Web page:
21. WHAT’S MISSING? SO close! Pros Arguably reusable code Browser rendering

    differences are displayed Cons How do you change major parts of code? Not automated Again, it’s someone else’s code
  22. ROLL YOUR OWN Going meta Pros Your code Big changes

    are easy to make The code works for you Cons Slight learning curve (is this really so bad)? You might have to use *GASP* Terminal (again, not so bad.
  23. WHY META? More like, ‘Why not?’ Really, think about HTML5,

    CSS3, and JS. How much work do these languages do for you? Let’s look at the MVC web stack and see where each area can bene t from meta-programming.
  24. MARKUP

  25. SMARTER MARKUP Form can now follow function. Markup is easily

    readable, maintainable, updateable, and dynamically generated for each app’s needs. It puts you in control.
  26. ERB Embedded Ruby in HTML “Using ERB, actual Ruby*code can

    be added to any plain text document for the purposes of generating document information details and/or ow control.”
  27. ERB Embedded Ruby in HTML <%  Ruby  code  -­‐-­‐  inline

     with  output  %> <%=  Ruby  expression  -­‐-­‐  replace  with  result  %> <%#  comment  -­‐-­‐  ignored  -­‐-­‐  useful  in  testing  %> %  a  line  of  Ruby  code  -­‐-­‐  treated  as  <%  line  %>  (optional  -­‐-­‐  see  ERB.new) %%  replaced  with  %  if  first  thing  on  a  line  and  %  processing  is  used <%%  or  %%>  -­‐-­‐  replace  with  <%  or  %>  respectively Basic usage Advanced usage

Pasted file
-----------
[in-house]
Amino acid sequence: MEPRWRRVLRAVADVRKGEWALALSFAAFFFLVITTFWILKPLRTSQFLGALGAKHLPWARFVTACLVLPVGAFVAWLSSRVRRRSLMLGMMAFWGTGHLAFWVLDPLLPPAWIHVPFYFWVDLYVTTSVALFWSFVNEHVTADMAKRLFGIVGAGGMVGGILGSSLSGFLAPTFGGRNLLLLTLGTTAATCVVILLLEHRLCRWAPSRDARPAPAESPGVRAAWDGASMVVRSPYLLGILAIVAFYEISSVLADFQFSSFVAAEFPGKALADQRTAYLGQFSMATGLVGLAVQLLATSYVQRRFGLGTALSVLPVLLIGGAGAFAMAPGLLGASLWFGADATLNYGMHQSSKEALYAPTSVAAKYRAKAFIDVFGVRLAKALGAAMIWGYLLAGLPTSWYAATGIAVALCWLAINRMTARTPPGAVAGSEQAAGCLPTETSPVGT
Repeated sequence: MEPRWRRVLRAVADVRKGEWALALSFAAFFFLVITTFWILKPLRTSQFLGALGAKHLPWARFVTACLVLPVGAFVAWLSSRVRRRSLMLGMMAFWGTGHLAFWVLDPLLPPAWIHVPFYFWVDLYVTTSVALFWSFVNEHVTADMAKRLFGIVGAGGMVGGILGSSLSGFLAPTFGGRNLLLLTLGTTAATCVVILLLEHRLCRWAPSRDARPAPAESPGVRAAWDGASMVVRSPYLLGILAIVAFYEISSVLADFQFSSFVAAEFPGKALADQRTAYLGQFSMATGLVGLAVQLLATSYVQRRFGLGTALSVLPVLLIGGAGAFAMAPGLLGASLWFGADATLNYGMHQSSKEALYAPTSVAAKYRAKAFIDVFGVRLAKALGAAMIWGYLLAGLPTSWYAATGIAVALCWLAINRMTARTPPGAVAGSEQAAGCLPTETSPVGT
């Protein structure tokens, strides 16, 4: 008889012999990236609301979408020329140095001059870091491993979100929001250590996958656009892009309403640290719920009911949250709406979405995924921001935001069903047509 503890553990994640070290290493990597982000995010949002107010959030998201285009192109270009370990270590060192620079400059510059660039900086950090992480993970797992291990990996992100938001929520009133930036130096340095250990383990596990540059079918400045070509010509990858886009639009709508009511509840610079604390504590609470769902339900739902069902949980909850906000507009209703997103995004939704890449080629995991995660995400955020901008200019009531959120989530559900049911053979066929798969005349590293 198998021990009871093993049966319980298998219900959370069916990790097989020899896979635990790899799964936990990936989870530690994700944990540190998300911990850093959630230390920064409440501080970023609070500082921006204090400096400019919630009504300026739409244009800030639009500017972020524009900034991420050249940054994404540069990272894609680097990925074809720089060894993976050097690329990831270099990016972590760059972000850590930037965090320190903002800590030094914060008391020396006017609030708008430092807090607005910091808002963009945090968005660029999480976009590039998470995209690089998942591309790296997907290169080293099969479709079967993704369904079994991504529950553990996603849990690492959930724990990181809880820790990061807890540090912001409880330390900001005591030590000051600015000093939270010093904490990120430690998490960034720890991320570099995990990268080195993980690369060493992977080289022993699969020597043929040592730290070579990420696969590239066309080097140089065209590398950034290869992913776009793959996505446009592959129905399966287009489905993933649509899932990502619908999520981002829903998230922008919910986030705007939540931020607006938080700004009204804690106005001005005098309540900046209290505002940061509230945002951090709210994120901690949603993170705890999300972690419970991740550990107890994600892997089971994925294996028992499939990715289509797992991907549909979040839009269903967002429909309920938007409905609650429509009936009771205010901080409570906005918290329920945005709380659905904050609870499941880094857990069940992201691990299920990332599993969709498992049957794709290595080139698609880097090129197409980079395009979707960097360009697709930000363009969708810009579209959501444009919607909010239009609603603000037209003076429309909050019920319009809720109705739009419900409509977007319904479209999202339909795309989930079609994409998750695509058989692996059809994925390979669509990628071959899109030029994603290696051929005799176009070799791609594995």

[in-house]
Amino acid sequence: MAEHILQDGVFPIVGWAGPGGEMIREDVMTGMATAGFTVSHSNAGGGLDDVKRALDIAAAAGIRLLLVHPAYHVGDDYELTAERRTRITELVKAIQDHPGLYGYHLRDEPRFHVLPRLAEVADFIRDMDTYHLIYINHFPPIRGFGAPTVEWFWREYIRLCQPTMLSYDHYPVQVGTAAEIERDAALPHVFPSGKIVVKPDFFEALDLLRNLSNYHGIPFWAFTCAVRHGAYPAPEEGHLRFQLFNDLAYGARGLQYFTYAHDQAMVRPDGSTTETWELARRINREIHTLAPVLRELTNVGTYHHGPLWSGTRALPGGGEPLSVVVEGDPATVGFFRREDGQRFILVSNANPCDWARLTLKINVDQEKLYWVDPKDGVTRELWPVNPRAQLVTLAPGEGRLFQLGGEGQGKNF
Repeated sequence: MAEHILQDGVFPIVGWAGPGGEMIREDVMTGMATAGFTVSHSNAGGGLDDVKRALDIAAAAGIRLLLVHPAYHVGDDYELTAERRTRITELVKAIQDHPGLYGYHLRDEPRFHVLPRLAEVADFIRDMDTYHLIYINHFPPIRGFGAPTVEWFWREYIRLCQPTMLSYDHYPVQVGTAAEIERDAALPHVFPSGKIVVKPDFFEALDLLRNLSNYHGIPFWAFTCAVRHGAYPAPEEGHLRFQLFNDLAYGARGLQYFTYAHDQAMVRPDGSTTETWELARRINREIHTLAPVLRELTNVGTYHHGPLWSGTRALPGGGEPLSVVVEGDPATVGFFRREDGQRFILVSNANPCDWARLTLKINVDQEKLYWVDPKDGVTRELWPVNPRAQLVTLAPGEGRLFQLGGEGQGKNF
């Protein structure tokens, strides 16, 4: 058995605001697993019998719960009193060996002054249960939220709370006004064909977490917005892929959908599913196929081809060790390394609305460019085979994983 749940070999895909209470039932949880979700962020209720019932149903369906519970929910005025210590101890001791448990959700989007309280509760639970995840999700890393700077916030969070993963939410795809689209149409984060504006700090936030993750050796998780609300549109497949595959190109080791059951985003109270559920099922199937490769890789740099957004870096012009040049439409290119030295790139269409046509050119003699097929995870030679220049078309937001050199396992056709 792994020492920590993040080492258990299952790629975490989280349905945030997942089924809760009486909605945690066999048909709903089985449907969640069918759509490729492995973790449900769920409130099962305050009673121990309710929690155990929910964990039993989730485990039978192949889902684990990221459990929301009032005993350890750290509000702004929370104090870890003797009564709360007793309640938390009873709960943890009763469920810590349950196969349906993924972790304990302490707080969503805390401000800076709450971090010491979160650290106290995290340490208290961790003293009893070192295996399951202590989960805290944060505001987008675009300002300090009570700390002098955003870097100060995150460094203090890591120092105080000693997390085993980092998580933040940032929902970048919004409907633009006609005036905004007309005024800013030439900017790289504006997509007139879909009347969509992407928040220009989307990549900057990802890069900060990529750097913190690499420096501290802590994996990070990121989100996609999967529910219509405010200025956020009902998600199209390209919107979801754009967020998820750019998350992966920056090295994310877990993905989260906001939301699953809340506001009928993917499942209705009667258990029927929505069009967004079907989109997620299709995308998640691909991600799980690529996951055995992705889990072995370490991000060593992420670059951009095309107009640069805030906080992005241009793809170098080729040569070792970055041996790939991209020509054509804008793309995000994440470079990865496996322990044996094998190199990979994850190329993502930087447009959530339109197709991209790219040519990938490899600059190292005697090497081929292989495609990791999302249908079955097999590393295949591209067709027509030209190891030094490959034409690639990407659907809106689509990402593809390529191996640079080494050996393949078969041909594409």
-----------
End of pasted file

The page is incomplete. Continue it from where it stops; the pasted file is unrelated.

28. ERB Embedded Ruby in HTML Demo: A WIP Rails app

  29. HAML Markup haiku “Haml is the next step in generating

    views in your application. Haml is a refreshing take that is meant to free us from the sh*tty templating languages we have gotten used to.” http://haml-lang.com
  30. HAML “Haml is based on one primary principle. Markup should

    be beautiful. ... If you sit down and try using HAML, you will learn it within 20 minutes.” Markup haiku
  31. HAML Demo: Vanilla Markup haiku

  32. WHICH TO USE? HAML allows you to write beautiful, yet

    minimal markup, while retaining semantics, dynamism, and productivity. “The beauty makes you faster.” *COUGH*HAML*COUGH*